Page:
Transportation is the lifeblood of any country, but especially one with the sheer geographical size and population of the United States. That’s why truck driving has long been one of the country’s most sought-after careers, as more than 70% of the goods moved from factories to retailers in the US are transported by truck.
Why are Truckers in Such High Demand?
All across the country, truck drivers are responsible for delivering every imaginable good that industries and consumers use. There are so many different applications of what goods get delivered, though, such as:
- Energy solutions – petroleum, gasoline, propane, and coal
- Consumer goods – automobiles, household items, and postal delivery
- Industrial supplies – medical supplies and pharmaceuticals, raw materials, and construction materials
- Agricultural materials – crops, fertilizers, and live animals
- Hazardous materials – biowaste, factory by-products, and reactive chemicals
Without the ability to move these and other materials and goods around the country, the economy would literally come to a standstill. Historically, trucking has been dominated by white, middle-aged men, but record numbers of woman and Millennials are entering the career field and helping to keep up with the demand as others retire or move on.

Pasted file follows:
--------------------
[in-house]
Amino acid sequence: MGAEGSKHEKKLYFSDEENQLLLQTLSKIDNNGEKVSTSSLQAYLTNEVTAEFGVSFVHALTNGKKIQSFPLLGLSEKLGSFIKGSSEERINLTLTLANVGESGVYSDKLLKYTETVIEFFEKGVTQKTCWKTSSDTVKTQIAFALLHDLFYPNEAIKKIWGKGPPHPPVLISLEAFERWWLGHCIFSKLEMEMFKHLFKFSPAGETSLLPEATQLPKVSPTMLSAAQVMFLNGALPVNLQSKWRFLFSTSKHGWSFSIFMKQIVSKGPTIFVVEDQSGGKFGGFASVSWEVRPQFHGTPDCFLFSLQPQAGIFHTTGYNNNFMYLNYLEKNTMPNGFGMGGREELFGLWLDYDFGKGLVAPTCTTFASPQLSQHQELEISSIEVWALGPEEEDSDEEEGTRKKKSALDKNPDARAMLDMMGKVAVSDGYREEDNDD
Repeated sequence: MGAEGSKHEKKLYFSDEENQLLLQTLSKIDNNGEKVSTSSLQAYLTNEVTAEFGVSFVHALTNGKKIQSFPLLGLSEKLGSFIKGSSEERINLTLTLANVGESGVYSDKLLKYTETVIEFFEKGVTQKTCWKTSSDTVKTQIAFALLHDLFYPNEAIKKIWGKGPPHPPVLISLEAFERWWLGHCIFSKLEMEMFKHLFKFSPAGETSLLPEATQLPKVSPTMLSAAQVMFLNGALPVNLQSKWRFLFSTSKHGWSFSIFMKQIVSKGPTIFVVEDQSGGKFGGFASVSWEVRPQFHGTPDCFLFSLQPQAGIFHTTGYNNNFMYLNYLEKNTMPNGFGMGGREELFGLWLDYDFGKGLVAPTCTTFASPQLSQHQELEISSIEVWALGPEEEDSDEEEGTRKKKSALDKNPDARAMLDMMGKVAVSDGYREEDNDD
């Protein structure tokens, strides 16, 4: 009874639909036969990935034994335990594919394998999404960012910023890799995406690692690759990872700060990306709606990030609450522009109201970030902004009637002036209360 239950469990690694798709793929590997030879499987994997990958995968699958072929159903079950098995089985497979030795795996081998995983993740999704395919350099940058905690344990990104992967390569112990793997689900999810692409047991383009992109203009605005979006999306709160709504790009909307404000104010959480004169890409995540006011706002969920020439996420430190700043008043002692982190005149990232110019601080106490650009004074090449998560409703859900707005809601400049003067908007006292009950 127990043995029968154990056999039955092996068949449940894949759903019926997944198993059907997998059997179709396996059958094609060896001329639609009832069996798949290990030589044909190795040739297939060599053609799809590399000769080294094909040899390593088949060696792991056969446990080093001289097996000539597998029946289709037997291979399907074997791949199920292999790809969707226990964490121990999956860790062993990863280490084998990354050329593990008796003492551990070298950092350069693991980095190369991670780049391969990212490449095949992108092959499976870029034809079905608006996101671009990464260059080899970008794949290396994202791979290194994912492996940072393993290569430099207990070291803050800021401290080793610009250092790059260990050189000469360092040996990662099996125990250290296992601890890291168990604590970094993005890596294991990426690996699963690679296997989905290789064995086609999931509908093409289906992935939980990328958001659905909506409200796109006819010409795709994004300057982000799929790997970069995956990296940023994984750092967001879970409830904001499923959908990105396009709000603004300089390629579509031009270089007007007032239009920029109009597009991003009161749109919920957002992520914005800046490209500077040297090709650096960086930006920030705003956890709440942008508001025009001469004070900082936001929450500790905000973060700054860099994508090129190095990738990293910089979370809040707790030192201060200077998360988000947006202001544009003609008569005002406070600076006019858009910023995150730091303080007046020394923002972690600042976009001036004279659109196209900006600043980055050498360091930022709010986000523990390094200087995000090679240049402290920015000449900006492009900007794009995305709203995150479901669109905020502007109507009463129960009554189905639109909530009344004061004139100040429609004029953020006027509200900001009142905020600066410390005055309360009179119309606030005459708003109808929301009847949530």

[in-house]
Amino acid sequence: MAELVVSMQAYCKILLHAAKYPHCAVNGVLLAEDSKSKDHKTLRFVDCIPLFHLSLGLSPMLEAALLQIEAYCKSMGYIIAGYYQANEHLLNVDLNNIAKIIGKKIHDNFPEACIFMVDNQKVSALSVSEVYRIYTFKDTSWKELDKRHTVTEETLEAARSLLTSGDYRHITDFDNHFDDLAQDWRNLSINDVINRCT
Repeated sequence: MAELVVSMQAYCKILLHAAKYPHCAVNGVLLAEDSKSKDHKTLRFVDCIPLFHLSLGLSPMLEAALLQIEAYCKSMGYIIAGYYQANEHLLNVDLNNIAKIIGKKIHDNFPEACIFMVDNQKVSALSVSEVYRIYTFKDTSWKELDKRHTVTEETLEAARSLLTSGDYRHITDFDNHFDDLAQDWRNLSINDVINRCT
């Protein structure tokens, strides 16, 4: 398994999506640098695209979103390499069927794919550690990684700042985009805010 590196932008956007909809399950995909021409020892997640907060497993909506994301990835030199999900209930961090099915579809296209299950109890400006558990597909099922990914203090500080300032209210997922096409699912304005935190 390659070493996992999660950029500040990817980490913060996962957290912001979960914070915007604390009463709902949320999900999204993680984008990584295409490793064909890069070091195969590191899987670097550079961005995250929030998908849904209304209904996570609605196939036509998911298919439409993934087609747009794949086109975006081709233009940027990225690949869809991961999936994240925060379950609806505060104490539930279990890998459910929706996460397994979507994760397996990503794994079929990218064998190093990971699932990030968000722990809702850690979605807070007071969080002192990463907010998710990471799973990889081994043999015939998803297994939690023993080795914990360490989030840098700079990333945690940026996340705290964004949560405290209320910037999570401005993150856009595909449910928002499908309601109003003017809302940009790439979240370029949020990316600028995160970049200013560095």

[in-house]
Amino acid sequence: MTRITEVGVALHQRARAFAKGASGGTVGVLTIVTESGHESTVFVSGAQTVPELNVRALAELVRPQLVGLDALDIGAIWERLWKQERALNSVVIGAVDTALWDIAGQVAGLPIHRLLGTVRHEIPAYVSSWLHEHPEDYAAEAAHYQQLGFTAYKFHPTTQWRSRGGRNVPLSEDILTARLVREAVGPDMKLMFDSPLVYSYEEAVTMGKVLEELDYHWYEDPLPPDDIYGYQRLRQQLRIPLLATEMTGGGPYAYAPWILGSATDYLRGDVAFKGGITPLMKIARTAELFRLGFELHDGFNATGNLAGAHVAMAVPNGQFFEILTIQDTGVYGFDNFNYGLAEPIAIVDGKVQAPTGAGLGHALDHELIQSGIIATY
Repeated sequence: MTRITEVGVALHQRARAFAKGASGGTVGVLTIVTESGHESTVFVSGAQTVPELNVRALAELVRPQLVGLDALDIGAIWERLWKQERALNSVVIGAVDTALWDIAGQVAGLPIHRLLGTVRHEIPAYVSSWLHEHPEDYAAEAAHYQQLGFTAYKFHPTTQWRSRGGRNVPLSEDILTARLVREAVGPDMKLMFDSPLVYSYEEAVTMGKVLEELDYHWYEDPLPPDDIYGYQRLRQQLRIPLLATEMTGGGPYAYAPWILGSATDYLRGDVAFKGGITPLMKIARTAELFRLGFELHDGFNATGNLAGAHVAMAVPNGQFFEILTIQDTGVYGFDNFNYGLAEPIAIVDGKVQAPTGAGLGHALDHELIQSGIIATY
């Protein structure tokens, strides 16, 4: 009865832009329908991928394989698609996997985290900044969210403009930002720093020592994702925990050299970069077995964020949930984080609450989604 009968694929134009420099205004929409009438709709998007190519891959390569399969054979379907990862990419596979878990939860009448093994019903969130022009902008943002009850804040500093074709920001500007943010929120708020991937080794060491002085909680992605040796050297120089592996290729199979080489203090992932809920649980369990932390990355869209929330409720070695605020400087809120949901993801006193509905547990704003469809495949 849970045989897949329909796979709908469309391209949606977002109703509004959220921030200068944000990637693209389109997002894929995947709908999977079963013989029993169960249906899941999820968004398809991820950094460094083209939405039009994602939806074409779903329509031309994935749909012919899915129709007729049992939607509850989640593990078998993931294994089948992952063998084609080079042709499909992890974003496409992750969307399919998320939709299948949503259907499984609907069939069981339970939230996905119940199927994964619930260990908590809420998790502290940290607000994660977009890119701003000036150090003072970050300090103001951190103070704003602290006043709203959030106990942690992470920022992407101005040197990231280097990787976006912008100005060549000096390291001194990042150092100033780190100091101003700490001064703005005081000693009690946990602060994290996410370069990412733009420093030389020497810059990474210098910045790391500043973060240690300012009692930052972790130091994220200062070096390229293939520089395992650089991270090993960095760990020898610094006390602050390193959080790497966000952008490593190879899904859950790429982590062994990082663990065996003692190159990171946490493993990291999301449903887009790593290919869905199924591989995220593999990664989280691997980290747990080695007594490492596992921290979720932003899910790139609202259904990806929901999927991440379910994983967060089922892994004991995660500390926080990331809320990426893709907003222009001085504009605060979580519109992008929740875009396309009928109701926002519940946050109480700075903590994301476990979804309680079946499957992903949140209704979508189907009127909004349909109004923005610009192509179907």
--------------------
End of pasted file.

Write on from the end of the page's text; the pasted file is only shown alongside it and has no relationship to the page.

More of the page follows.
Is Trucking Right for You?
Any long-term career truck driver can tell you a few truths about the industry. First, they like their job, but second, you’re probably not going to get massively rich doing it. Put quite simply, it’s not for everybody. It’s a high-stress career that pays well, even if it’s not as much as some people might think. Also, there are a lot of demands on drivers that most consumers don’t know about. Yes, it’s great to see the country, but don’t make the mistake of thinking you’re going to stop off for a few days at Yellowstone; more likely, you’ll be blowing right past the exit to it while trying to get your load delivered on time so you can get paid.
If you work for a carrier, their job is to make as much money as possible while only paying you enough to keep you doing this. If you’re an owner/operator, there’s plenty of work for you to take on but the costs for maintaining your rig are your problem. This doesn’t mean there aren’t great opportunities out there, of course, but you have to do a little homework in order to find them.
Another consideration is how a career like this one will impact your family. If you have a spouse or partner and children at home, you have to consider what your job will mean for them. Whether you’re a long-distance (also called “over the road”) driver or a local delivery driver, you can’t necessarily call in sick or take a personal day whenever your family needs you.
Is This a Side Hustle or a Career?